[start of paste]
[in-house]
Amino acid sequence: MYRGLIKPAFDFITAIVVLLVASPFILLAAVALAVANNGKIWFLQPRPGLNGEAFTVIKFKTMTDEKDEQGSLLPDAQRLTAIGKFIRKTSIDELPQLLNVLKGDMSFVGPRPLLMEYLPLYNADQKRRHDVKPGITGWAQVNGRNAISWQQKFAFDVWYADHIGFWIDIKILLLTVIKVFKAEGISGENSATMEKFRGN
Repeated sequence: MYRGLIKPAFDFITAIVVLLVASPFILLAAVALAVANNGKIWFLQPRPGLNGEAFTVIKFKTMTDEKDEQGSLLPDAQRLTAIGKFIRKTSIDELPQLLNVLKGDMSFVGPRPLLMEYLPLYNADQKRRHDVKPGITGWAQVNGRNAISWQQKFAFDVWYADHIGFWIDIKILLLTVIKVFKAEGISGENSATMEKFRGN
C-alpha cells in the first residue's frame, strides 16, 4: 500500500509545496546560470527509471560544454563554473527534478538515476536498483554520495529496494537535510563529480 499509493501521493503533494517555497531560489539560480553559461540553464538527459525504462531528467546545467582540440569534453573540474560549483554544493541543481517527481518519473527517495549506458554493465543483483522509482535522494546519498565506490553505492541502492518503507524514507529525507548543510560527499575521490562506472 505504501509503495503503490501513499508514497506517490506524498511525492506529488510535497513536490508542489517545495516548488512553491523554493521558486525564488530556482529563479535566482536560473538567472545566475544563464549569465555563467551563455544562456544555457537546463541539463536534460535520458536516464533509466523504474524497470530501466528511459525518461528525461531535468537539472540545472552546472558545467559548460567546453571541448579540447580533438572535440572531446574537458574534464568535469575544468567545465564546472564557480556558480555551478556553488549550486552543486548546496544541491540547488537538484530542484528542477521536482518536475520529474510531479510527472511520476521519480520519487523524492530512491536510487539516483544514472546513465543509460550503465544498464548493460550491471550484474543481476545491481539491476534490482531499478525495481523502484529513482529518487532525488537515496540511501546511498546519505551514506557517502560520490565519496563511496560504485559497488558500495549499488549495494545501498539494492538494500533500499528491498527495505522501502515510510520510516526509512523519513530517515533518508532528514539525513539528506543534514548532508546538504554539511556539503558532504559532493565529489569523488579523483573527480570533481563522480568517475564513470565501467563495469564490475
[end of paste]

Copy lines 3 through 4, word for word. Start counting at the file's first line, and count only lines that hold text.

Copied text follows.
Repeated sequence: MYRGLIKPAFDFITAIVVLLVASPFILLAAVALAVANNGKIWFLQPRPGLNGEAFTVIKFKTMTDEKDEQGSLLPDAQRLTAIGKFIRKTSIDELPQLLNVLKGDMSFVGPRPLLMEYLPLYNADQKRRHDVKPGITGWAQVNGRNAISWQQKFAFDVWYADHIGFWIDIKILLLTVIKVFKAEGISGENSATMEKFRGN
C-alpha cells in the first residue's frame, strides 16, 4: 500500500509545496546560470527509471560544454563554473527534478538515476536498483554520495529496494537535510563529480 499509493501521493503533494517555497531560489539560480553559461540553464538527459525504462531528467546545467582540440569534453573540474560549483554544493541543481517527481518519473527517495549506458554493465543483483522509482535522494546519498565506490553505492541502492518503507524514507529525507548543510560527499575521490562506472 505504501509503495503503490501513499508514497506517490506524498511525492506529488510535497513536490508542489517545495516548488512553491523554493521558486525564488530556482529563479535566482536560473538567472545566475544563464549569465555563467551563455544562456544555457537546463541539463536534460535520458536516464533509466523504474524497470530501466528511459525518461528525461531535468537539472540545472552546472558545467559548460567546453571541448579540447580533438572535440572531446574537458574534464568535469575544468567545465564546472564557480556558480555551478556553488549550486552543486548546496544541491540547488537538484530542484528542477521536482518536475520529474510531479510527472511520476521519480520519487523524492530512491536510487539516483544514472546513465543509460550503465544498464548493460550491471550484474543481476545491481539491476534490482531499478525495481523502484529513482529518487532525488537515496540511501546511498546519505551514506557517502560520490565519496563511496560504485559497488558500495549499488549495494545501498539494492538494500533500499528491498527495505522501502515510510520510516526509512523519513530517515533518508532528514539525513539528506543534514548532508546538504554539511556539503558532504559532493565529489569523488579523483573527480570533481563522480568517475564513470565501467563495469564490475